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Tax Issues With Buy-Sell Agreements Between Family Members

March 7, 2024

Buy-sell agreements offer business owners an important tool for succession planning. If there are multiple owners or partners and one of them departs voluntarily or involuntarily, problems can arise if there has been no planning to address what happens to the interest of the departing owner. Partnerships and closely held businesses can use buy-sell agreements to provide a clear mechanism for “cashing out” a person’s interest, usually at death but can also operate at retirement or another exit point. To avoid conflicts and adverse financial consequences, it is critical to get advice on how best to structure the agreement because there are numerous issues to consider. One such issue involves the impact of tax laws on buy-sell agreements between family members.

Structuring the Buy-Sell Agreement

The goal of the buy-sell agreement is to provide an option, usually exercisable against the estate of the owner or partner, to purchase the deceased’s interest in the business. The agreement can be structured as a stock purchase/redemption or a Family Limited Partnership agreement in some instances. 

Buy-sell agreements are sometimes funded with life insurance policies. In this case, the co-owners purchase life insurance on each other. When one dies, the insurance proceeds are used to pay heirs for the decedent’s share of the business, allowing the survivor to retain the entirety of the business.

An important part of these agreements is how the deceased’s interest will be valued. The parties are usually concerned with everyone getting what they are owed, but there are additional considerations to keep in mind with respect to valuation of the business interest for estate tax purposes, particularly in family businesses. 

Tax Issues

Internal Revenue Code (IRC) Section 2703 sets forth special valuation rules for buy-sell agreements. It states that when valuing an asset that is subject to such an agreement, the agreement will be disregarded, meaning that the appraiser/tax assessor will not consider the terms of the agreement in determining the value of the interest. The intent of this provision is to prevent individuals from using a buy-sell or other such agreement to create an artificially depressed value of an asset.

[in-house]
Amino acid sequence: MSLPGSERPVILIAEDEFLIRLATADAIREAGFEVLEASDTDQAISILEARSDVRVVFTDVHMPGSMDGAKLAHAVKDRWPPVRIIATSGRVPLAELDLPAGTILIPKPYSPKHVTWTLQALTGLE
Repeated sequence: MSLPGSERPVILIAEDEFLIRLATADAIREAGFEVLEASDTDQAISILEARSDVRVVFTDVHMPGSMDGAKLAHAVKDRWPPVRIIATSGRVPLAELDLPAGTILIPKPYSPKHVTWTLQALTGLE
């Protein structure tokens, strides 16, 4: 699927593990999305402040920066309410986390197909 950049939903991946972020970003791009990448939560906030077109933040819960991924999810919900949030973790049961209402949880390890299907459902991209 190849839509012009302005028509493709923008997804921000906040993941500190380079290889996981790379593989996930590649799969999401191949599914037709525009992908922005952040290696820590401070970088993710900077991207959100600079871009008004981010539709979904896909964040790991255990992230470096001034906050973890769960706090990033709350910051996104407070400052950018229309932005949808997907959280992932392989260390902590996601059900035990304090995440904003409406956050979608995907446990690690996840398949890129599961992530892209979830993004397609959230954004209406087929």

There is an exception to IRC 2703 for an agreement that meets the following requirements: 

  1. It is a bona fide business arrangement; 
  2. The agreement is not a device to transfer property between family members for less than full and adequate consideration; and
  3. The terms of the agreement are comparable to a similar arm’s length transaction.

If all these elements are met, the provisions of IRC 2703 will not apply.

Connelly Case

A recent decision by the U.S. Court of Appeals for the 8th Circuit addressed the application of the exception in IRC 2703. The decision is significant because it contradicts a ruling on a similar issue in another Circuit Court, creating uncertainty as to how these agreements will be scrutinized.

The case of Connelly v. United States case involved two brothers who had a stock redemption agreement that was funded by a life insurance policy on each of the brother’s lives. The agreement provided a method for valuing the company at death and required that during their lifetime the brothers annually agree on the value of the company.

However, the Connelly brothers disregarded the valuation provisions during their lifetime. Upon the passing of the first brother, the valuation method agreed upon in the stock redemption was also disregarded. Instead, the estate and company settled on an agreed-upon value and the funds from the life insurance policy were used to pay the estate.

The IRS challenged this valuation and further claimed that pursuant to IRC 2703, the value of the company must include the proceeds received from the life insurance policy. The rationale for this position was that the exception to IRC 2703 did not apply and that the proceeds were an asset of the company which any buyer would consider in valuing the business.

The Tax Court sided with the IRS finding that the exception did not apply. The stock purchase agreement did not set a fixed and determinable price and even the parties to the agreement ignored the terms of the agreement in determining the value. 

The case was appealed and the 8th Circuit similarly agreed with the IRS and Tax Court. The lack of a fixed determinable price was fatal to the analysis of the exception factors. Further, the Court concluded that the value of the company must include the entire proceeds of the life insurance policy, thus doubling the value of the deceased brother’s interest.

The problem is that the Connelly case represents a complete departure from the other leading case on this issue, Estate of Blount, in the 11th Circuit. Blount also involved an agreement that didn’t meet the exception in IRC 2703. However, the Court held that the valuation of the company did not include the proceeds from the life insurance because the proceeds were offset by the “liability” of the required buyout of the deceased owner’s share. Thus, there now exists a split of opinions about how this issue will be handled by courts.


In the wake of Connelly, the need for an agreement that will meet the exception to the IRC 2703 rule is more important than ever. If you have or are considering a buy-sell agreement, consult an attorney and make sure to adhere to any valuation terms set forth in the agreement. Additionally, consider whether the life insurance policies should be owned by the individuals rather than the company to avoid tax pitfalls. 

Our attorneys can help you develop a comprehensive estate plan, including a business succession plan and buy-sell agreement to meet your needs. Contact us to discuss your options.


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